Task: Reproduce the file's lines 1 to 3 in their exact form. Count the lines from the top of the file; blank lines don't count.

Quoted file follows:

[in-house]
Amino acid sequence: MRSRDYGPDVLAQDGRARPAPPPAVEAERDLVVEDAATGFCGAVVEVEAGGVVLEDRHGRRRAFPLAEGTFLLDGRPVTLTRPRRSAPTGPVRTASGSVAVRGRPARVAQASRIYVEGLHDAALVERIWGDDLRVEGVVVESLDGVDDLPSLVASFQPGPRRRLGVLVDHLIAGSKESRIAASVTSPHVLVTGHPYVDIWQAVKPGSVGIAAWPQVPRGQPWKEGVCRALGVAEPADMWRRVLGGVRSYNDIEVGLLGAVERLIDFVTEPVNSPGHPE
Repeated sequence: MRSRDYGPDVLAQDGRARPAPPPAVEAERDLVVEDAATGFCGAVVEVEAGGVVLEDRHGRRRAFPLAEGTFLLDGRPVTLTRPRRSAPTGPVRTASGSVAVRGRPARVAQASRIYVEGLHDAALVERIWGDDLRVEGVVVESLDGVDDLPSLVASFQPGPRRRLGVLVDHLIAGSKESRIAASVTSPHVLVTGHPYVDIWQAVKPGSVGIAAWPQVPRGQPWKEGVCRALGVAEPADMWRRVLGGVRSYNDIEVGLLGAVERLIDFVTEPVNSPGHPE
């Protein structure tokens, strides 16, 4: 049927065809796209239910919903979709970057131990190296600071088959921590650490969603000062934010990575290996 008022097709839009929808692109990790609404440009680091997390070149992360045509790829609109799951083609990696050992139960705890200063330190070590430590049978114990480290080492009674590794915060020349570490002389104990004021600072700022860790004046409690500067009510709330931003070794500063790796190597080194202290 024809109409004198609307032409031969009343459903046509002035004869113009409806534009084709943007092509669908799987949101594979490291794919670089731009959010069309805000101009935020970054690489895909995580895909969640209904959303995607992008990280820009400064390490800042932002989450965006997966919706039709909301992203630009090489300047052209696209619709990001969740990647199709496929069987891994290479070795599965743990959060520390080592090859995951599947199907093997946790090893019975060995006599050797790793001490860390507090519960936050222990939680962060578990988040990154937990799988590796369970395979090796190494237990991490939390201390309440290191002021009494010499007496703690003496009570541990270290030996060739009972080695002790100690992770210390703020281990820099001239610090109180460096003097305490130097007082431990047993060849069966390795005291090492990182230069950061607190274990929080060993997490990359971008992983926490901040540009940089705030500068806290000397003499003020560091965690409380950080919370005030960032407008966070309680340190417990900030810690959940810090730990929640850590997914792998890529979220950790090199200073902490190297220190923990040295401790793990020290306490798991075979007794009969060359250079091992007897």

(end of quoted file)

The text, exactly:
[in-house]
Amino acid sequence: MRSRDYGPDVLAQDGRARPAPPPAVEAERDLVVEDAATGFCGAVVEVEAGGVVLEDRHGRRRAFPLAEGTFLLDGRPVTLTRPRRSAPTGPVRTASGSVAVRGRPARVAQASRIYVEGLHDAALVERIWGDDLRVEGVVVESLDGVDDLPSLVASFQPGPRRRLGVLVDHLIAGSKESRIAASVTSPHVLVTGHPYVDIWQAVKPGSVGIAAWPQVPRGQPWKEGVCRALGVAEPADMWRRVLGGVRSYNDIEVGLLGAVERLIDFVTEPVNSPGHPE
Repeated sequence: MRSRDYGPDVLAQDGRARPAPPPAVEAERDLVVEDAATGFCGAVVEVEAGGVVLEDRHGRRRAFPLAEGTFLLDGRPVTLTRPRRSAPTGPVRTASGSVAVRGRPARVAQASRIYVEGLHDAALVERIWGDDLRVEGVVVESLDGVDDLPSLVASFQPGPRRRLGVLVDHLIAGSKESRIAASVTSPHVLVTGHPYVDIWQAVKPGSVGIAAWPQVPRGQPWKEGVCRALGVAEPADMWRRVLGGVRSYNDIEVGLLGAVERLIDFVTEPVNSPGHPE